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United States

Visa Requirements for Business Travelers in the Americas

Short-term Business Visit 

Business Visitor Visa Requirements Business travelers of the following FTAA countries require a B-1 visitors visa (B1) for admission to the United States for the purpose of a short-term (90 days or less) business trip:
  • Antigua and Barbuda 
  • Bahamas 
  • Barbados 
  • Belize 
  • Bolivia 
  • Brazil 
  • Chile 
  • Colombia 
  • Costa Rica 
  • Dominica 
  • Dominican Republic 
  • Ecuador 
  • El Salvador 
  • Grenada 
  • Guatemala 
  • Guyana 
  • Haiti 
  • Honduras 
  • Jamaica 
  • Mexico 
  • Nicaragua 
  • Panama 
  • Paraguay 
  • Peru  
  • St. Kitts & Nevis 
  • St. Lucia 
  • St. Vincent and the Grenadine 
  • Suriname 
  • Trinidad and Tobago 
  • Venezuela
Business travelers of the following FTAA countries usually do not require a B-1 visitors visa for admission to the United States for the purpose of a short-term (90 days or less) business trip:
  • Canada
  • Argentina
  • Uruguay

Documentation Required for Application for a Business Visitor Visa  A business visitor seeking entry to the United States is required to establish to the satisfaction of the Consular Official in the country where the visa is requested and of the Immigration Official at the port of entry that he/she is legally a bonafide visitor to the United States and intends to return to their residence abroad at the end of their authorized stay. This may be done through the submission of evidence demonstrating bonafides and ties to the home country of the visa applicant. A letter from the sending business firm explaining the purpose and conditions of the visit and/or letters from the corresponding stateside firms are not required, but are helpful in many cases.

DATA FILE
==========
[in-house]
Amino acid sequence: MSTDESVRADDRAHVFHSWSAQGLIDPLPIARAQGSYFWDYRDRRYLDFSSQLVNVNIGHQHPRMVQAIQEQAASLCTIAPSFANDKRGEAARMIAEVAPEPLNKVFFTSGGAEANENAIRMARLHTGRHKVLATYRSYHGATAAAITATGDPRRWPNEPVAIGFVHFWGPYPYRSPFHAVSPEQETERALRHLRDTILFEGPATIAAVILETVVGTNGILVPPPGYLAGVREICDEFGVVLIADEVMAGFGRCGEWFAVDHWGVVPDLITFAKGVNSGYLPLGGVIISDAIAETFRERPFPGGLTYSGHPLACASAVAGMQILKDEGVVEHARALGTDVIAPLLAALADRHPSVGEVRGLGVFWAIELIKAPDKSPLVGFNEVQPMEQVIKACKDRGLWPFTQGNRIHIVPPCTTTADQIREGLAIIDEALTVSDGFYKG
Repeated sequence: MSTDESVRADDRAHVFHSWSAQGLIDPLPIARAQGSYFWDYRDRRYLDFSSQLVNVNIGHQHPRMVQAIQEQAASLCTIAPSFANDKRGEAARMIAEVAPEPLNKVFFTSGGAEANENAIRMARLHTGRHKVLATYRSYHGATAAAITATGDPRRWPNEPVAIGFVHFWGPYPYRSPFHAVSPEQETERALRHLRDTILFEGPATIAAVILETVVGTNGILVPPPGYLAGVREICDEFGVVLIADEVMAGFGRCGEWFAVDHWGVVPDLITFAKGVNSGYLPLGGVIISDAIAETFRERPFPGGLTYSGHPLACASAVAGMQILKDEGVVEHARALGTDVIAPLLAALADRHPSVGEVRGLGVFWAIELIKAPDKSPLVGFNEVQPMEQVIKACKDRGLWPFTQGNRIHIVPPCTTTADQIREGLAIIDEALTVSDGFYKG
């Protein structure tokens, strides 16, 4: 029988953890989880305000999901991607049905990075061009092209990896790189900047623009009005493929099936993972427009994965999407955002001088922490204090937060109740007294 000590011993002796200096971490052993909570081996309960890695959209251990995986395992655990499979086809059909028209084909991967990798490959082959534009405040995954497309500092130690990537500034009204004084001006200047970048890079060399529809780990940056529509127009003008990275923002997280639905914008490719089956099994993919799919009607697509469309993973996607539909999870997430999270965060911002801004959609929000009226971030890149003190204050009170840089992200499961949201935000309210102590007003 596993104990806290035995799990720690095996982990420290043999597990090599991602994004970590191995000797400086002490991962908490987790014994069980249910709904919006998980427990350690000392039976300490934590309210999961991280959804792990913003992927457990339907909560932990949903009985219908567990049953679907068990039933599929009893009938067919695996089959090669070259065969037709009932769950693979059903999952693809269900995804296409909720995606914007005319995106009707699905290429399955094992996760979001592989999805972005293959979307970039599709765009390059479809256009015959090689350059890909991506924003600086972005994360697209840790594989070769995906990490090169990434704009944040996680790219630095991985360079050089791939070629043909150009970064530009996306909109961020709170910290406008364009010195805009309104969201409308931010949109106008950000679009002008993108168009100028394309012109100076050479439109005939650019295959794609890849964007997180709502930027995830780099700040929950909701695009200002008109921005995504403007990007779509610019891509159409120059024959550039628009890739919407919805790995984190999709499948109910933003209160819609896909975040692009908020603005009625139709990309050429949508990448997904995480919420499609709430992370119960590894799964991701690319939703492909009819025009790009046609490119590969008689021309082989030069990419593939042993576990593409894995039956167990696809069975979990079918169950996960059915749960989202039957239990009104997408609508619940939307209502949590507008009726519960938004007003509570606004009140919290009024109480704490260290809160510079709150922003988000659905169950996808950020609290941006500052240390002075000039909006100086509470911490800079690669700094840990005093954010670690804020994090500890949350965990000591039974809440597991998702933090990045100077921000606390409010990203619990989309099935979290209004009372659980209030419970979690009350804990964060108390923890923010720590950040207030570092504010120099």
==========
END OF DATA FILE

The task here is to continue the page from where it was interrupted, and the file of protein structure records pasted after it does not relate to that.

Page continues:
• A passport valid for at least six months beyond the intended period of stay. However, Canadians are not required to present passports upon entry except after a visit from outside the Western Hemisphere. This exemption does not preclude Canadian nationals from applying for and receiving visitor or other non-immigrant visas, and a Canadian passport presented at port of entry may have an entry stamp placed in it if requested. In addition, most FTAA Governments have bilateral agreements with the United States, which in practice extend the passport validity six months beyond the actual date of expiration. (Note: Entry must be made before the passport expires. The following seven FTAA countries do not have bilateral agreements for passport extension: Belize, Bolivia, Guatemala, Guyana, Haiti, Honduras and Nicaragua.).
  • An application form OF-156, completed and signed. Blank forms are available without charge at all U.S. embassies and visa-processing consular offices, as well as at many travel agencies, or can be downloaded, in English, from Some U.S. Embassies’ web pages have visa application forms in the appropriate foreign languages. 
  • One photograph 1 and ½ inches square (37x37 mm) for each applicant, showing full face, without head covering, against a light background
Method of 
Business travelers must receive a visitor visa from a U.S. Embassy or visa-processing consular office prior to seeking entry to the United States. Applicants are not always required to apply in person; many diplomatic posts have programs through local travel agencies or a “drop box,” that provide expedited processing without a personal appearance before a Consular Official. However, in many cases a personal interview is required.